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Best mobile phones for people with hearing problems
29th June, 2020 |
People with hearing loss want to communicate and access information using a mobile phone just as much as anyone else. However, mobiles can be frustrating to use for those with hearing problems.
Let’s look at what makes a phone good for someone with hearing loss and learn how you can protect the new device with mobile phone insurance.
What do people with hearing loss want from a phone?
Hearing loss makes it difficult or impossible to receive voice calls from many phones, especially in places with lots of background noise. It can also be a challenge to hear alert signals and ringtones.
A substantial proportion of deaf or hearing-impaired people are in the older age bracket, meaning they may want additional features in a mobile phone such as larger buttons or simplified user interfaces.
Of course, many other people with hearing loss love their gadgets as much as any tech geek and will want all the latest phone features, plus accessibility.
Most smartphones have a settings menu devoted to accessibility, so you can turn on features such as mono audio, support for closed captions, and bluetooth hearing aid connections.
Video calls are also great for people with hearing loss who wish to communicate by sign language.
The hearing aid compatible (HAC) ratings system is a very useful way to work out whether a phone would work for you. The system was produced by the American National Standard Institute (ANSI).
There are two different types of rating – M shows reduced radio-frequency interference to enable acoustic coupling with hearing aids without telecoils, while T is for coupling with aids in telecoil mode.
A score of M3 or M4 or T3 or T4 is considered to show a product is hearing-aid compatible.
Getting the right amplification
Amplification is one of the major issues in mobile phones for the hard of hearing. Having a louder phone helps to some extent but the real issue is clarity.
Standards for phone audio have not been updated for decades, when volume levels were limited to prevent hearing loss. Ironically, this causes problems for those who already have problems with their hearing.
Each phone that comes out seems to be slimmer and more compact than the last, packing a huge amount into a tiny casing but this comes at a cost.
Amplification is all about vibration within an empty area, but all the different features of a modern mobile are in competition for this space.
Audio can be boosted by using the speakerphone function on a device but this has to be turned on for each call and sometimes compromises sound quality.
Mobile phones support hearing aids but this is hardly a key area of focus for most developers so provision is basic.
An alternative to buying a phone specially designed for the hard of hearing is to use a Goshawk product, which is an add-on product to adjust audio.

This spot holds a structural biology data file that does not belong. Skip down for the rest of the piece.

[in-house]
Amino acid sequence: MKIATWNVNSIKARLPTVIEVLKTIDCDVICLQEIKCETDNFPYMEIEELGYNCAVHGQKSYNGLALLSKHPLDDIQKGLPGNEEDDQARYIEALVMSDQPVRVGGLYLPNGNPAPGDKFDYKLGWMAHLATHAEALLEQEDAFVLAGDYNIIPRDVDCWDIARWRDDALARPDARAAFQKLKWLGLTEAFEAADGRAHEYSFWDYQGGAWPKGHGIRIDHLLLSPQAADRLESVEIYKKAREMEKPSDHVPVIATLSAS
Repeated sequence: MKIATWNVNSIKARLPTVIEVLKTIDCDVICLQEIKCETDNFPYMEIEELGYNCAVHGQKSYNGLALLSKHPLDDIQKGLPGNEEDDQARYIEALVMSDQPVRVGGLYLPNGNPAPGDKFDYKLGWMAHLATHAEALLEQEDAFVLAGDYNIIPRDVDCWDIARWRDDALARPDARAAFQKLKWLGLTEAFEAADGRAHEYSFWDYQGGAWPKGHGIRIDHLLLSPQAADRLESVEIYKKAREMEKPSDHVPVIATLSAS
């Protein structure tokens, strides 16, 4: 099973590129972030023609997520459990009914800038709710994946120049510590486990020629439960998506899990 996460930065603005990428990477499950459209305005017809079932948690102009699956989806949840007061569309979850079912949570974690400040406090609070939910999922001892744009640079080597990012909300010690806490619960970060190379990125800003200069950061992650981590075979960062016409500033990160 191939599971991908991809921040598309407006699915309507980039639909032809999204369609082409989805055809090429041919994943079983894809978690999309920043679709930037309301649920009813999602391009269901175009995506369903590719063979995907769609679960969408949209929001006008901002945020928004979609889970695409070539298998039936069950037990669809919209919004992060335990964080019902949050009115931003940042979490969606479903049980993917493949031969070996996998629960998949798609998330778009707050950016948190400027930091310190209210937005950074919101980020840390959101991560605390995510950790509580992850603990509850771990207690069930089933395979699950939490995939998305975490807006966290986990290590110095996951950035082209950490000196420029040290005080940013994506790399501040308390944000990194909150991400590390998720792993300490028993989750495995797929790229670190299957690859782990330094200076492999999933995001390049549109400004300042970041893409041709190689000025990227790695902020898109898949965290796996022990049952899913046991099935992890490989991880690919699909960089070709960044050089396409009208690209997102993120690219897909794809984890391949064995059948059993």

The phone user carries out a hearing test to show which frequencies are hardest for him or her to hear, then software adjusts a phone’s audio output to optimise the frequencies that are easiest to hear.
Mobile phones for those with hearing loss
Samsung Galaxy S10 and Note10
Samsung’s 2019 flagship phones have lots of great features for the hard of hearing. They have great ratings for hearing aid compatibility and they don’t have the clunky look of some specialist phones.
LG G8 ThinQ
This Android smartphone has great hearing aid compatibility but is much less costly than other hearing aid-friendly phones. It does all you’d want from a smartphone but won’t drain your bank account as much.
Google Pixel 4
The hearing aid compatibility of these phones is not as good as some other options, but depending on user need, other features make up for this.
If you’re happy to communicate through messaging and other platforms rather than voice calls, this is a good choice.
Don’t forget to take out mobile phone cover to protect your phone.
iPhone 5 and later
iPhones from 5 onwards are compatible with iPhone Hearing Aids, which help process and amplify sound for the hard of hearing.
You can control factors such as volume of each aid, microphone level and hearing range, applying presets to help you in noisy or outdoor environments.
This amplified clamshell flip phone is lightweight and easy to use.
It has a colour display screen, backlit keypad and an SOS button built into the back of the device.
Sound and ringtone amplification will help people with hearing loss, but it doesn’t do much more than calls and messaging.
Made by specialist UK manufacturer Geemarc, this is a no-frills phone that is easy to use and compatible with hearing aids.
It has a maximum ringer volume of 90dB and handset volume goes up to 35dB. It’s easy to use but doesn’t do much more than calls and texting.
It can be programmed with speed-dial emergency numbers.
This mobile phone is about as loud as you can get, with a ringer up to 90dB and handset volume up to 40dB.
The clamshell design has a dual LCD display and a camera. It features large dial buttons and a high-contrast screen.
This is a good-looking flip phone with wifi, loud and clear sound and an assistance button.
It does not have the full range of smartphone functionality but it does connect to Facebook and Whatsapp, making it a great choice for connecting with friends.
This amplified mobile is a full smartphone aimed at those with mild to moderate hearing problems.
It does all you’d expect a 4G phone to do, but also has an extra loud ringer, handset volume control and is compatible with hearing aids.
It has features for those with visual impairments and an emergency assistance button.
Your mobile phone is much more than just a handset – in some circumstances, it can even be a lifesaver! Protect your device with quality insurance for a mobile phone.